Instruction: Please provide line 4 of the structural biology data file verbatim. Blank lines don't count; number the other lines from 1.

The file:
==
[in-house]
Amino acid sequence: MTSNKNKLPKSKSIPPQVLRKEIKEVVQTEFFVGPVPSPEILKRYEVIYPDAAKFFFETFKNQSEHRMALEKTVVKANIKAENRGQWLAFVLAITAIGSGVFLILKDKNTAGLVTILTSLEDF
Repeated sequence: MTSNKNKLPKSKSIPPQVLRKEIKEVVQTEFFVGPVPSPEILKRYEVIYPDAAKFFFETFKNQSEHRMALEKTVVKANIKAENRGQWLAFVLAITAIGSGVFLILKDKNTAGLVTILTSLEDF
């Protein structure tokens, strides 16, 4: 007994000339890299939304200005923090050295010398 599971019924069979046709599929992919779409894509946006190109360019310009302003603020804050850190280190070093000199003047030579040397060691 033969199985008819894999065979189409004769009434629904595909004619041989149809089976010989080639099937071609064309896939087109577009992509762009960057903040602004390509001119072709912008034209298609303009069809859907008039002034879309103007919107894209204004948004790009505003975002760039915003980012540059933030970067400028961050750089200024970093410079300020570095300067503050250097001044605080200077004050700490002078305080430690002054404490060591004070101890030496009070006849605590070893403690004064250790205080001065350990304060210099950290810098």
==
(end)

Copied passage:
């Protein structure tokens, strides 16, 4: 007994000339890299939304200005923090050295010398 599971019924069979046709599929992919779409894509946006190109360019310009302003603020804050850190280190070093000199003047030579040397060691 033969199985008819894999065979189409004769009434629904595909004619041989149809089976010989080639099937071609064309896939087109577009992509762009960057903040602004390509001119072709912008034209298609303009069809859907008039002034879309103007919107894209204004948004790009505003975002760039915003980012540059933030970067400028961050750089200024970093410079300020570095300067503050250097001044605080200077004050700490002078305080430690002054404490060591004070101890030496009070006849605590070893403690004064250790205080001065350990304060210099950290810098």